person, to determine if informal resolution can be reached.
informal resolution cannot be obtained, the HSR coordinator shall
schedule a Health Services Review Appointment with a physician,
as soon as possible . . . to determine what action, if any,
should be taken.”).
On October 23, 2010, in response to the plaintiff’s
September 29, 2010 Grievance, a Licensed Practical Nurse (“LPN”)
at Corrigan denied the grievance and indicated that the plaintiff
was a “No Show.”
State of Connecticut Administrative Directives
9.6, Inmate Administrative Remedies, provides that Correctional
staff have thirty days to respond to a Level 1 grievance.
Level 1 grievance is denied or if correctional officials fail to
respond in a timely manner, the inmate must appeal the denial to
A response to the Level 2 grievance will be issued
within thirty days.
See Administrative Directive 9.6(6)(A)-(K)
(www.ct.gov/doc/LIB/doc/PDF/AD/ad0906.pdf (last visited Sept. 27,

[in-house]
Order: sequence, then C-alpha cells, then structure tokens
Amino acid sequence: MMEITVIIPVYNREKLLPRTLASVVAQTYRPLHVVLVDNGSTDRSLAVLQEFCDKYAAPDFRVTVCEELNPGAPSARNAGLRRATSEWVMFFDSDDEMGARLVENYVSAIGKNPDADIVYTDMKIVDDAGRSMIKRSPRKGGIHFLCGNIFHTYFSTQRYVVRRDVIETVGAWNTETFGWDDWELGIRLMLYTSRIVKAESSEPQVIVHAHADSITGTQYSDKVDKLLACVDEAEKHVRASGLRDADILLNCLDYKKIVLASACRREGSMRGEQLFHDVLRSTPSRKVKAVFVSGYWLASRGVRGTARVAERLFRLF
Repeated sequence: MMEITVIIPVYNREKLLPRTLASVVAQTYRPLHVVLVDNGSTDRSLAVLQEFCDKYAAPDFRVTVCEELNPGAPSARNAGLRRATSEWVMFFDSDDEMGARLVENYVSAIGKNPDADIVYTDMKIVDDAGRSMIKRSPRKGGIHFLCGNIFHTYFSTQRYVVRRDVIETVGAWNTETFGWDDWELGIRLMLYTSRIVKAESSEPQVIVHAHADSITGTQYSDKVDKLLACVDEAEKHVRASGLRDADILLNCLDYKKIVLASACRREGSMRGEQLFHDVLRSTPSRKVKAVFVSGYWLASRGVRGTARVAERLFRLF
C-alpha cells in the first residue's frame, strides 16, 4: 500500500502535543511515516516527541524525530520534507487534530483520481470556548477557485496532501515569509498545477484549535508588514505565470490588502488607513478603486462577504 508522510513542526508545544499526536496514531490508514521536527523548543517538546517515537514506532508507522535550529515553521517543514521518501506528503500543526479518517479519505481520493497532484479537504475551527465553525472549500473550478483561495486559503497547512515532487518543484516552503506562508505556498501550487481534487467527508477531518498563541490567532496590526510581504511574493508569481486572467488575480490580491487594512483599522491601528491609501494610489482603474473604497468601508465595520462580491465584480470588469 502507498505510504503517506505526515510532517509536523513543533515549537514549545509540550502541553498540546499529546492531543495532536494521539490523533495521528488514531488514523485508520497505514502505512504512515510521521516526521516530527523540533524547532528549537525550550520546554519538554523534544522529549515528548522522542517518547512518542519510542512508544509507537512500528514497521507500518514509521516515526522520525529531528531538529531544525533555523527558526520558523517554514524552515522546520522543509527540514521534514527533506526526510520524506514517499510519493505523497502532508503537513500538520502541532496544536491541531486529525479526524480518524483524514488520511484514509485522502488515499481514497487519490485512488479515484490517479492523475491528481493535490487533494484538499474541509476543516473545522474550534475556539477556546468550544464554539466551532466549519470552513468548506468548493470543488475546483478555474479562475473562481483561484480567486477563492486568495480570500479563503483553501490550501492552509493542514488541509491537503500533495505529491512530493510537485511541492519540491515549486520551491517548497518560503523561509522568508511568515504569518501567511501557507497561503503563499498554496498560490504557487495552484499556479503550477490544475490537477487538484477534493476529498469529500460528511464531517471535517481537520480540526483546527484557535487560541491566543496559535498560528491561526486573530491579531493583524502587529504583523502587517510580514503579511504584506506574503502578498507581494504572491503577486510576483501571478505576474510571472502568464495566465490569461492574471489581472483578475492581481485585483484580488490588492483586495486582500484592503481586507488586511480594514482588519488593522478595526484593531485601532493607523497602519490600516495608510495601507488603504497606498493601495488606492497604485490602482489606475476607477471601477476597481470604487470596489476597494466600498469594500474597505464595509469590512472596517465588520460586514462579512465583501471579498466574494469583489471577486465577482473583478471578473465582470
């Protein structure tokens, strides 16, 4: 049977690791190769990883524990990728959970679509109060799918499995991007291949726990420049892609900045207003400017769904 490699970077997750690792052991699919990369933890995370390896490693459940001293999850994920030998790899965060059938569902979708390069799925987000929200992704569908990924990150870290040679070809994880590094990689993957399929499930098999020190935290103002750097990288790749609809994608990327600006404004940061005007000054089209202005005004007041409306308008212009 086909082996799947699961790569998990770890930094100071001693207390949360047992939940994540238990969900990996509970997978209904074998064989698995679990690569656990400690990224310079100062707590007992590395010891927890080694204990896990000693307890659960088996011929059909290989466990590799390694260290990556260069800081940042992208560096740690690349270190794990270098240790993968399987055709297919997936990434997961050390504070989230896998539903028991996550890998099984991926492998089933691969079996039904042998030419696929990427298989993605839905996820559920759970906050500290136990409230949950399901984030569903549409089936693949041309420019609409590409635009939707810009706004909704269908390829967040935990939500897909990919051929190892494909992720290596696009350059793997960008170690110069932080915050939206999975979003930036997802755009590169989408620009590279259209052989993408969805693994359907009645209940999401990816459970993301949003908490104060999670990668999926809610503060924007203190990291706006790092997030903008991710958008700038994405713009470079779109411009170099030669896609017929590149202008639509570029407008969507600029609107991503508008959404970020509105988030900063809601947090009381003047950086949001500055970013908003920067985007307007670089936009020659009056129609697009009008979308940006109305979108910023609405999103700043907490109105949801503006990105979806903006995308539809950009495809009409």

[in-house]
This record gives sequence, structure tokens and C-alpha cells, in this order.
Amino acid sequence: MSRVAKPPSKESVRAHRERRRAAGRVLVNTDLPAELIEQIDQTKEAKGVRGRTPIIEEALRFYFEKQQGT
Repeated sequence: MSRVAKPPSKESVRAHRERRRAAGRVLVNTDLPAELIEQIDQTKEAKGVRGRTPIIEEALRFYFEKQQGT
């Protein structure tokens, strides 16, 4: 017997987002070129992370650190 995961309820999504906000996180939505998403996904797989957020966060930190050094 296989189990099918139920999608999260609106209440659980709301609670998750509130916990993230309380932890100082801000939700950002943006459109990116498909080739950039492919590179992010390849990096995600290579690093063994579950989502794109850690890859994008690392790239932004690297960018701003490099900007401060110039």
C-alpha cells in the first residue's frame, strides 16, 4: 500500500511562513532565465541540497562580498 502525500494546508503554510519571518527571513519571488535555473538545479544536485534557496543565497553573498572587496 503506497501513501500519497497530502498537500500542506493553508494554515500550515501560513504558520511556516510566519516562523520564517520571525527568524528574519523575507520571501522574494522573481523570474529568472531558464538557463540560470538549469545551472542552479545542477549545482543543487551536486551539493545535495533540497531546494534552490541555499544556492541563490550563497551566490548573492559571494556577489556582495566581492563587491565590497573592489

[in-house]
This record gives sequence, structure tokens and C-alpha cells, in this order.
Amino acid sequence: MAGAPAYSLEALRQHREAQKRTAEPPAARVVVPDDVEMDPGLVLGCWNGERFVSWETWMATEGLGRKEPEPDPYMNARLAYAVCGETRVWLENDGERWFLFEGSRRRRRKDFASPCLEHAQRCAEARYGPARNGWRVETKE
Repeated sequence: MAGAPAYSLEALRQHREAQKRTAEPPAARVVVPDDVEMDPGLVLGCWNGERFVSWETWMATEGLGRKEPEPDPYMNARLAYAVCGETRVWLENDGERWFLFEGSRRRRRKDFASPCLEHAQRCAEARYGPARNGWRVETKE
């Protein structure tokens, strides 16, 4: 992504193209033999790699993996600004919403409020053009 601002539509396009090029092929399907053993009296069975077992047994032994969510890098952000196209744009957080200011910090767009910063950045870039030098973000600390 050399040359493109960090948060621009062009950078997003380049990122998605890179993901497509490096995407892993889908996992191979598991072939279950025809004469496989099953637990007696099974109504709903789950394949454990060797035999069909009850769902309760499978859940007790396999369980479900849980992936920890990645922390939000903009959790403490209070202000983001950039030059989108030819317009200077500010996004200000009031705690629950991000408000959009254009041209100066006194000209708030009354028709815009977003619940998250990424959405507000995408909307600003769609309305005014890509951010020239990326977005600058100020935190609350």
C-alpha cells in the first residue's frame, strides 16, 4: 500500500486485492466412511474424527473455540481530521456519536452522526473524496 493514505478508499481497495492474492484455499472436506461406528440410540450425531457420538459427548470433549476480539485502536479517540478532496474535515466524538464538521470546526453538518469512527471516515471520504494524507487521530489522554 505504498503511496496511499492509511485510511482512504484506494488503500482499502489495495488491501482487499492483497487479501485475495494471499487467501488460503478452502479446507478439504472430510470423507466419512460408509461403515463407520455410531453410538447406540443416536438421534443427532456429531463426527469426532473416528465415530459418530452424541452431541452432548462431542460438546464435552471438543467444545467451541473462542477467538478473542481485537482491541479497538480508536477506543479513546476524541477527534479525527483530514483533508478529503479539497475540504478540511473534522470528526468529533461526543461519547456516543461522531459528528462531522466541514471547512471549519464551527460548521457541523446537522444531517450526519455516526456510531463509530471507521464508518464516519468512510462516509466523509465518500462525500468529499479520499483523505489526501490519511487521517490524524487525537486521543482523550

In this instance, the nurse responded within thirty days
to the plaintiff’s grievance.
The court can not discern how the
nurse’s response violated the Administrative Directives.
Furthermore, the plaintiff was not precluded from appealing the
denial of the grievance.
The court concludes that the plaintiff
has not alleged sufficient facts to state a plausible claim of a
violation of his due process rights against Health Services
Accordingly, the claims against defendant
Swan are dismissed.
See 28 U.S.C. § 1915A(b)(1).
The plaintiff claims that on the same date that defendant
Albreski refused to issue him a medical pass for sneakers that
would properly fit his feet, defendant Albreski issued a medical